Levelling Up and Regeneration Bill - The New Infrastructure Levy

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Levelling Up and Regeneration Bill - The New Infrastructure Levy

Published 18 May 2022

Perhaps the most technically ambitious of the Government’s planning reforms announced last week  is  the  new Infrastructure Levy (IL) to replace the current under-performing Community Infrastructure Levy (CIL). In this piece, we take a closer look at the Government’s IL proposal as a ‘simple, mandatory and locally determined levy’ and any possible implications for the retained role of s.106 agreements.

  1. Meaning of ‘Infrastructure’

Although not clearly defined within the Bill, the current understanding of ‘infrastructure’ ( that includes, for example, roads, schools and medical facilities) will presumably continue to be relevant. As it stands, the IL has substantial similarities with the CIL and is equally intended to ensure that costs incurred by local authorities in supporting the development of an area are covered, partly or wholly, by the relevant developers. Until more guidance is given on this point, the current position places more onus on the local authorities to calculate the charge in a locally sensitive way.

  1. How is it different from the CIL?
  • A key difference is that the IL rates will be set as a percentage of the final gross development value, as opposed to the current system which is based on floor space. This means the IL will act more like a traditional tax and allow for greater use of land value capture. Local authorities will also be able to set different rates within their area which will apply above set minimum thresholds.
  • While the CIL was intended to be discretionary, the IL is a mandatory scheme. The Secretary of State has the power to set a deadline for the introduction of IL within a charging authority’s area.
  • The IL will apply nationally except for Wales where the CIL will continue to apply. Mayoral CIL will also remain for Greater London.
  1. Implications for ‘infrastructure’ delivery

CIL is riddled with complexities and inconsistency in its application. To correct the errors of the past the IL will require close collaboration with the industry and we welcome the suggestion of a pilot programme as the Government determines a workable system of developer contributions. We therefore applaud the Government’s ‘Test and learn’ approach, which will see the IL rolled out nationally over several years while practical lessons are garnered to create the most effective system possible. The Bill also creates room for including infrastructure providers in the preparation of strategies for delivering local infrastructure.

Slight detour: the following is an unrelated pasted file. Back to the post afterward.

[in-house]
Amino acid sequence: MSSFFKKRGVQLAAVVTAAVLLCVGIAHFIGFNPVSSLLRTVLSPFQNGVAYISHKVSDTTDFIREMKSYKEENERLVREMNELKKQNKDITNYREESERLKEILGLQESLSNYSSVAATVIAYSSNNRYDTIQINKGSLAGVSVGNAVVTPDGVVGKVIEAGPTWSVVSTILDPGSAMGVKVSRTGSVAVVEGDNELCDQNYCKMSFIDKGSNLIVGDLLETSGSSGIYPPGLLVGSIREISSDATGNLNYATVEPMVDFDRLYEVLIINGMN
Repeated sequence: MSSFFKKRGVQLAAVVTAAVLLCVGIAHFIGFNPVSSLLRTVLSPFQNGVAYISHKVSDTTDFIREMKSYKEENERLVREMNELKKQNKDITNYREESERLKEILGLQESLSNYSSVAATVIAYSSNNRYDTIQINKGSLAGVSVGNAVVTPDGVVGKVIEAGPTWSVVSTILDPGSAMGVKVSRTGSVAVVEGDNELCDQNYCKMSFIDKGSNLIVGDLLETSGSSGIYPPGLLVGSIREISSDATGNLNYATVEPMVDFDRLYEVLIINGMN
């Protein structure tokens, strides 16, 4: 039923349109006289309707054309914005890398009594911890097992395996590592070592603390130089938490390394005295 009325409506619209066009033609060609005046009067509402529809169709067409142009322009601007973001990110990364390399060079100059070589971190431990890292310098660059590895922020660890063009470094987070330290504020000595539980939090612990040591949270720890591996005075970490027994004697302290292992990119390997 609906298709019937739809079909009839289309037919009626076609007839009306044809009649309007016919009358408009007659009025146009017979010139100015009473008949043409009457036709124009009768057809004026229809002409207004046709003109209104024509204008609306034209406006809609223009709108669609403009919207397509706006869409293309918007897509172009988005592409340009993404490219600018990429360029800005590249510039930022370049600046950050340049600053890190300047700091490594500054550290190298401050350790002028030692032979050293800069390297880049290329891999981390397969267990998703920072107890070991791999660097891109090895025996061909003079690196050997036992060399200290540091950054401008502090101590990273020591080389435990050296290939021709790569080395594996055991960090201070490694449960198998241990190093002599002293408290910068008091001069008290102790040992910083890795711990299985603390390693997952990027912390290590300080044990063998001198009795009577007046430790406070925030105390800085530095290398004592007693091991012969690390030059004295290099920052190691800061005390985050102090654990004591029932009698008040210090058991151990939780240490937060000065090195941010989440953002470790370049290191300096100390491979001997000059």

Furthermore, although the Bill grants powers to curtail the use of s.106, the Government has also made clear that s.106 will have a retained role in the planning process (to be detailed further in the regulations). This will be seen in the delivery of infrastructure integral to the operation and physical design of a site such as flood risk mitigation. S.106 agreements will also be particularly relevant for larger sites where infrastructure may be negotiated and provided in kind - as long as the value of the infrastructure is not less than that of the IL. This seems to imply a flexible, top-up system where, for example, the difference in value between built infrastructure and the IL will be paid if that of the former is less than that of the latter. Our hope is that, by learning from mistakes of its predecessor, the IL will create greater certainty and successfully deliver timely infrastructure without limiting the pace and scale of development.

We also eagerly await further details around how the IL is to potentially replace planning obligations for the delivery of affordable housing.

If you would like to discuss how these proposals may affect your business please contact Andrew Morgan.

Authors

Andrew Morgan

Andrew Morgan

London - Walbrook

+44 (0)20 7894 6193

Omotorera Sotinwa

Omotorera Sotinwa

+44(0)20 7894 6648

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